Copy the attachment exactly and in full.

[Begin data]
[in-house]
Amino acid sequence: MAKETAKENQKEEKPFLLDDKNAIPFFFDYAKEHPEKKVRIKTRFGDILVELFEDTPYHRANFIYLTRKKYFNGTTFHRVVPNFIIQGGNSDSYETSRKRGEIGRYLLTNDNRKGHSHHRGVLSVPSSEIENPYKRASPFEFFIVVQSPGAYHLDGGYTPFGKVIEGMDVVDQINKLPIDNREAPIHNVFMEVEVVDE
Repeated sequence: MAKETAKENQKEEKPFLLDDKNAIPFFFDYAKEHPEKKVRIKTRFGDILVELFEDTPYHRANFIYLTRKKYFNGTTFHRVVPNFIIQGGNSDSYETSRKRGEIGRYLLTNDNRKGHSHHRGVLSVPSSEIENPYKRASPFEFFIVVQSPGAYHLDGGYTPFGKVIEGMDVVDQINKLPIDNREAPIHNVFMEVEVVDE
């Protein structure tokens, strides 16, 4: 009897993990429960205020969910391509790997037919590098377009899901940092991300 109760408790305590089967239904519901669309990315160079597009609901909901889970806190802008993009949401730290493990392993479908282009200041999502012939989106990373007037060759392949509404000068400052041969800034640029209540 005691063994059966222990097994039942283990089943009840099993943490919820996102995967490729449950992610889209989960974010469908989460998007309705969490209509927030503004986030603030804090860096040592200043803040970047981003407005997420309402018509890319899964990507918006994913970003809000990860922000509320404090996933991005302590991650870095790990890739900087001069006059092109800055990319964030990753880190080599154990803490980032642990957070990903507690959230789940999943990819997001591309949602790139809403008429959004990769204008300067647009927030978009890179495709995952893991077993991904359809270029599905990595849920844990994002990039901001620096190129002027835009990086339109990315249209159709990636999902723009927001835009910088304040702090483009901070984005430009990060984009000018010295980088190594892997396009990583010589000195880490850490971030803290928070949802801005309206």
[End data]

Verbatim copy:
[in-house]
Amino acid sequence: MAKETAKENQKEEKPFLLDDKNAIPFFFDYAKEHPEKKVRIKTRFGDILVELFEDTPYHRANFIYLTRKKYFNGTTFHRVVPNFIIQGGNSDSYETSRKRGEIGRYLLTNDNRKGHSHHRGVLSVPSSEIENPYKRASPFEFFIVVQSPGAYHLDGGYTPFGKVIEGMDVVDQINKLPIDNREAPIHNVFMEVEVVDE
Repeated sequence: MAKETAKENQKEEKPFLLDDKNAIPFFFDYAKEHPEKKVRIKTRFGDILVELFEDTPYHRANFIYLTRKKYFNGTTFHRVVPNFIIQGGNSDSYETSRKRGEIGRYLLTNDNRKGHSHHRGVLSVPSSEIENPYKRASPFEFFIVVQSPGAYHLDGGYTPFGKVIEGMDVVDQINKLPIDNREAPIHNVFMEVEVVDE
């Protein structure tokens, strides 16, 4: 009897993990429960205020969910391509790997037919590098377009899901940092991300 109760408790305590089967239904519901669309990315160079597009609901909901889970806190802008993009949401730290493990392993479908282009200041999502012939989106990373007037060759392949509404000068400052041969800034640029209540 005691063994059966222990097994039942283990089943009840099993943490919820996102995967490729449950992610889209989960974010469908989460998007309705969490209509927030503004986030603030804090860096040592200043803040970047981003407005997420309402018509890319899964990507918006994913970003809000990860922000509320404090996933991005302590991650870095790990890739900087001069006059092109800055990319964030990753880190080599154990803490980032642990957070990903507690959230789940999943990819997001591309949602790139809403008429959004990769204008300067647009927030978009890179495709995952893991077993991904359809270029599905990595849920844990994002990039901001620096190129002027835009990086339109990315249209159709990636999902723009927001835009910088304040702090483009901070984005430009990060984009000018010295980088190594892997396009990583010589000195880490850490971030803290928070949802801005309206």